Credit: Jenni Girtman

Credit: Jenni Girtman

‘A meticulous firebrand’

Despite the strength of its close-knit community, Newtown has experienced some predictable problems from the usual villains. There have been instances of police brutality and terroristic displays by the Ku Klux Klan.

“I don’t remember burning crosses, but I do remember their constant presence, spanning decades,” Johnson says.

In 1991, Johnson and others successfully faced down the Klan when it planned to promenade through Newtown on Martin Luther King Jr. Day. The Newtown Florist Club sued and won an injunction preventing the Klan’s march and retaining the right to use Gainesville’s traditional parade route for its own commemorative festivities.

Like many historic Black communities, Newtown has battled environmental issues. It was built on a landfill in an area that became home to more than a dozen industries including Ralston-Purina, Cargill, Fieldale and Con-Agra. Some of them produced pollutants in the neighborhood, which the local newspaper referred to as an “industrial fallout zone.” Children couldn’t play outside without getting yellow dust in their eyelashes.

As attuned to community deaths as it was, the Newtown Florist Club noticed in the 1970s an unusual preponderance of lupus and throat, lung and colon cancer that they suspected was caused by the pollution. Too many people were dying in their 40s.

“There were a lot of funerals,” Johnson says. “So much suffering and pain.” No longer just handing out roses, the Newtown Florist Club expanded its mission to respond to these injustices, pressuring Ralston-Purina to change its processes in a way that stopped it from belching grain dust and getting the Environmental Protection Division to crack down on Cargill.

Johnson may be modest, but she is not above making a show of her convictions. She is perhaps best known for her dramatic “toxic tours.” In the 1990s, she led an array of governmental agencies, college students, Morehouse medical faculty, church groups and civic leaders on walks through Newtown, where she placed black ribbons on the doors of residents who were suspected to have suffered or died from environmental illnesses. Not many doors were left bare.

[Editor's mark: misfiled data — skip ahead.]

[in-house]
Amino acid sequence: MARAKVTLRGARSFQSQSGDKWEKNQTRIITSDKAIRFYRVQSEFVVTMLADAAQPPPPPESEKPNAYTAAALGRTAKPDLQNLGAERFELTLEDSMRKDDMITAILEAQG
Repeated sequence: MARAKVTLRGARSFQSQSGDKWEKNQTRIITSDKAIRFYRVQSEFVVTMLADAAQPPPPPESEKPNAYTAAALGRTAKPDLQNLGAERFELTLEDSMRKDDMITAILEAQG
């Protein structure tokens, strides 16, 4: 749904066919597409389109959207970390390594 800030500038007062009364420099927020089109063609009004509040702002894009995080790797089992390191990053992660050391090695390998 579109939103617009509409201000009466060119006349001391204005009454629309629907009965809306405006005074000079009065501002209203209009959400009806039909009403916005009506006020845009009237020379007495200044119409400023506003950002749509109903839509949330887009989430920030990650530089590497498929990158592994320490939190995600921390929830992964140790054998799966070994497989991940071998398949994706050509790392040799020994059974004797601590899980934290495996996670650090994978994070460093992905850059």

“We did get results,” she says. “We’re no longer bombarded with the daily release of grain dust.” Johnson’s own daughter died of cancer at age 45. Was it caused by pollution? “We can’t say that conclusively, but it’s something that plagues me,” Johnson says. “The next phase of our environmental justice research is looking at the generational impact of pollution.”

The 1990s continued to be a busy time for Johnson, who served as national program director for the Center for Democratic Renewal (CDR), an organization founded by the Rev. C.T. Vivian. She began investigating the bombing and burning of Black churches. When the CDR closed its doors, Johnson continued this work with the National Coalition for Burned Churches for another 10 years, finally succeeding in getting arson against Black churches designated a felony hate crime.

“She is a meticulous firebrand,” says Dexter Wimbish, a civil rights attorney and municipal court judge, who worked with Johnson on the church issue. “She does not settle for easy, on-the-surface answers or shortcuts. She digs deep and gets results, with more empathy than I’ve ever witnessed in another soul.”

Today Johnson serves as executive director of the Newtown Florist Club, which is a racially diverse nonprofit of men and women, including several Latinos, that focuses on voter engagement, environmental racism, criminal justice reform, Black health disparities, housing and other issues that arise, such as the recent street demonstrations about police brutality.